Set in Arezzo, Italy, in the year 1939, the story centers on the life of a cross-cultural family: a Jewish bookstore owner named Guido Orefice, his German wife Dora and their son Joshua, focusing on their experiences before Nazi invasion, following them into a concentration camp and seeing where they are after the arrival of Allied troops. The whole movie is in Italian - but, before you whip out your translation handbooks - it comes with English subtitles.
Director Benigni has handled the plot with such mastery that the result seems like an effortless piecing together of a child's puzzle. To be able to treat as serious, harsh and brutal a period in history as the trials faced by Jews in Nazi camps with a lightness of touch that makes the plot fluffy without detracting from its poignancy or pain, puts a spotlight on the proficiency of the director.
Memorable performances by the expressive Benigni and innocent Joshua has the audience rooting for them all the way to the end. Energetic, spirited, quick-thinking Guido and stubborn, wide-eyed, gullible yet sharp Joshua breathe life into a story that is grave and touching.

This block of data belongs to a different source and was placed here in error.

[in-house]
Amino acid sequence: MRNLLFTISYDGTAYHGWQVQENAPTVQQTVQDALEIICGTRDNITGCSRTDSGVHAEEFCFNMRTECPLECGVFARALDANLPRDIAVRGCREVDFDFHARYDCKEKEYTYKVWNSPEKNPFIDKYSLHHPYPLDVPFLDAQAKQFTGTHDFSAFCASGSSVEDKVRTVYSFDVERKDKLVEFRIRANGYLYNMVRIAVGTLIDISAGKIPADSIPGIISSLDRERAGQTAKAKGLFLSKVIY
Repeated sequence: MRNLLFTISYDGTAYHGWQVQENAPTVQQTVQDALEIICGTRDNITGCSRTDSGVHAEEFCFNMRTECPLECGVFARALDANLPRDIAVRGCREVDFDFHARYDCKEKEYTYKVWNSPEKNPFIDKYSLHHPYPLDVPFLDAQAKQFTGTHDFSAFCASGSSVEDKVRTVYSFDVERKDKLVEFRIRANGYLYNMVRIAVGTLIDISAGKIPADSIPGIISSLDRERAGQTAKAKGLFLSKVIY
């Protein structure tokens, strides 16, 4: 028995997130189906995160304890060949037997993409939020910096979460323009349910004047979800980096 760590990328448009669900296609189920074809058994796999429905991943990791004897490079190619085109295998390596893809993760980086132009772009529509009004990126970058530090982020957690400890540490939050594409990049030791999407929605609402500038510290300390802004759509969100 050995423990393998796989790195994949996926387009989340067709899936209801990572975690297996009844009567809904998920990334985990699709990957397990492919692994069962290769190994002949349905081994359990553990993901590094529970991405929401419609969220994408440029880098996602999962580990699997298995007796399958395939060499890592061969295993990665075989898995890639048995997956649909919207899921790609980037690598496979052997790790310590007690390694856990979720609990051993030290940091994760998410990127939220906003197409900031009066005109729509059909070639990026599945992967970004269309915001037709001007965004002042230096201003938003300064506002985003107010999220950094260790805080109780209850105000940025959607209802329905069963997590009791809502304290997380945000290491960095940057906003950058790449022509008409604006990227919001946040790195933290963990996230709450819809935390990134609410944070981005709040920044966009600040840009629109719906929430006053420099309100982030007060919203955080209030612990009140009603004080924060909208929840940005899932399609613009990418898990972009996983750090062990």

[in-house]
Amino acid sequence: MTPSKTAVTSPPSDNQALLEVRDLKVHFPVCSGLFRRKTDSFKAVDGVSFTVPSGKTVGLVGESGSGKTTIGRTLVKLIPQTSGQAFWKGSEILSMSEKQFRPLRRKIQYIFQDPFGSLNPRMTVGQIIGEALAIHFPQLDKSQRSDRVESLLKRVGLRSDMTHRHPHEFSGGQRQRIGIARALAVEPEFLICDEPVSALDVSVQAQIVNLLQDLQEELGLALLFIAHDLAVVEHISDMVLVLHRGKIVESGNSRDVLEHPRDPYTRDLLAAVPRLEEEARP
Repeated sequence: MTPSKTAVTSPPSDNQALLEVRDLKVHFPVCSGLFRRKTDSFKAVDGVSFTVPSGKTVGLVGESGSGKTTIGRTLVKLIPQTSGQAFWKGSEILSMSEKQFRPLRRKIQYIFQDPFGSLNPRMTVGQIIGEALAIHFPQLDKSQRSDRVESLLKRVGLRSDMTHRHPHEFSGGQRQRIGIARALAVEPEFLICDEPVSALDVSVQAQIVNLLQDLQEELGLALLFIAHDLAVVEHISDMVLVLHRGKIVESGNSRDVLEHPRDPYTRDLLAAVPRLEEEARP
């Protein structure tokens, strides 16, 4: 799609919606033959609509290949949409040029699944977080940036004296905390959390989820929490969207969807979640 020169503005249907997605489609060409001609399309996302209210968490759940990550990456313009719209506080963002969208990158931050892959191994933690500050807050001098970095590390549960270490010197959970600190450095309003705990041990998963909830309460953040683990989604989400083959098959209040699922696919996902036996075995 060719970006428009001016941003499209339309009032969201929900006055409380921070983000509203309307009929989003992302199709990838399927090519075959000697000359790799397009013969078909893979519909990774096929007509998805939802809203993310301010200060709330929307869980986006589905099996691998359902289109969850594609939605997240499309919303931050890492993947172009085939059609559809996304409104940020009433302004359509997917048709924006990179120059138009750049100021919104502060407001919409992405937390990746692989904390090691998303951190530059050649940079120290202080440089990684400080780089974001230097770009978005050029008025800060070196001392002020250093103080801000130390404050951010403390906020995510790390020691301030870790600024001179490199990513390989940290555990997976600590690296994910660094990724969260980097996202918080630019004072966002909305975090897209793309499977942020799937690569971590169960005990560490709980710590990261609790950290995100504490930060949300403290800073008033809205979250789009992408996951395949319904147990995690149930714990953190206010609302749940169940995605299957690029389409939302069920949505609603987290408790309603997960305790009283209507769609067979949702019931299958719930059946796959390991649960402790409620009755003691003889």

The story does move on a rarefied plane, however. It seems a little removed from the life of Jews in camps as is stated in history books. These alterations have been made so as to accommodate the humour and the lines of talkative Guido, but so subtly are they incorporated and so intelligent is the handling of the narrative that they cease to matter.
Watch out for the scene where Guido translates the instructions of a German officer - it's witty and brilliantly acted out.
This movie, a winner of the 1998 Best Foreign-Language Film Award at the Oscar's, is a must watch for its freshness of perspective, its profundity and its successful juxtaposition of seemingly contradictory elements like happiness and sorrow or reality and fantasy.This article was first published on 25 Oct 2000.